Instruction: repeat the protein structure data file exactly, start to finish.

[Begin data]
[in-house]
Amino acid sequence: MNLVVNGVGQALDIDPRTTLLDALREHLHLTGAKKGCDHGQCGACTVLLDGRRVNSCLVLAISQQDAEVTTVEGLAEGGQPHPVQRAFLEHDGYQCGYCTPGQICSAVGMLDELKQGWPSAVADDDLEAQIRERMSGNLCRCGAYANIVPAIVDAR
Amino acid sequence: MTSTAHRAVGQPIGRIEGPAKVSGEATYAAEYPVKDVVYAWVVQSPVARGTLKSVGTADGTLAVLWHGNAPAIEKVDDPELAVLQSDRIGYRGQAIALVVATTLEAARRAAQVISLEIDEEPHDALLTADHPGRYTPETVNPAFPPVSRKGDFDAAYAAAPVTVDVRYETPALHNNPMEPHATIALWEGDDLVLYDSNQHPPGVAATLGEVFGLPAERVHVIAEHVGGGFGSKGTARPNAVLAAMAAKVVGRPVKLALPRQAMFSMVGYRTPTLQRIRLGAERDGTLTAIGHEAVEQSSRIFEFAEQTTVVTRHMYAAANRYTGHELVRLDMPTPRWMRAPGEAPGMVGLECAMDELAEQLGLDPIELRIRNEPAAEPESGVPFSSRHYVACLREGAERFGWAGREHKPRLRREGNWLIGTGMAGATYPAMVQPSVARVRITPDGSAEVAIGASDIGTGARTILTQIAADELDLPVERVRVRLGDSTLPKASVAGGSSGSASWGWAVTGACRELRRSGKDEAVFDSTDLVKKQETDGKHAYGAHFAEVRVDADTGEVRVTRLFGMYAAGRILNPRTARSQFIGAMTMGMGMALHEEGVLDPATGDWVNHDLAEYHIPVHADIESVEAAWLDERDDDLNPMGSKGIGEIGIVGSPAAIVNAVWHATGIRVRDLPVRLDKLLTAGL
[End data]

[in-house]
Amino acid sequence: MNLVVNGVGQALDIDPRTTLLDALREHLHLTGAKKGCDHGQCGACTVLLDGRRVNSCLVLAISQQDAEVTTVEGLAEGGQPHPVQRAFLEHDGYQCGYCTPGQICSAVGMLDELKQGWPSAVADDDLEAQIRERMSGNLCRCGAYANIVPAIVDAR
Amino acid sequence: MTSTAHRAVGQPIGRIEGPAKVSGEATYAAEYPVKDVVYAWVVQSPVARGTLKSVGTADGTLAVLWHGNAPAIEKVDDPELAVLQSDRIGYRGQAIALVVATTLEAARRAAQVISLEIDEEPHDALLTADHPGRYTPETVNPAFPPVSRKGDFDAAYAAAPVTVDVRYETPALHNNPMEPHATIALWEGDDLVLYDSNQHPPGVAATLGEVFGLPAERVHVIAEHVGGGFGSKGTARPNAVLAAMAAKVVGRPVKLALPRQAMFSMVGYRTPTLQRIRLGAERDGTLTAIGHEAVEQSSRIFEFAEQTTVVTRHMYAAANRYTGHELVRLDMPTPRWMRAPGEAPGMVGLECAMDELAEQLGLDPIELRIRNEPAAEPESGVPFSSRHYVACLREGAERFGWAGREHKPRLRREGNWLIGTGMAGATYPAMVQPSVARVRITPDGSAEVAIGASDIGTGARTILTQIAADELDLPVERVRVRLGDSTLPKASVAGGSSGSASWGWAVTGACRELRRSGKDEAVFDSTDLVKKQETDGKHAYGAHFAEVRVDADTGEVRVTRLFGMYAAGRILNPRTARSQFIGAMTMGMGMALHEEGVLDPATGDWVNHDLAEYHIPVHADIESVEAAWLDERDDDLNPMGSKGIGEIGIVGSPAAIVNAVWHATGIRVRDLPVRLDKLLTAGL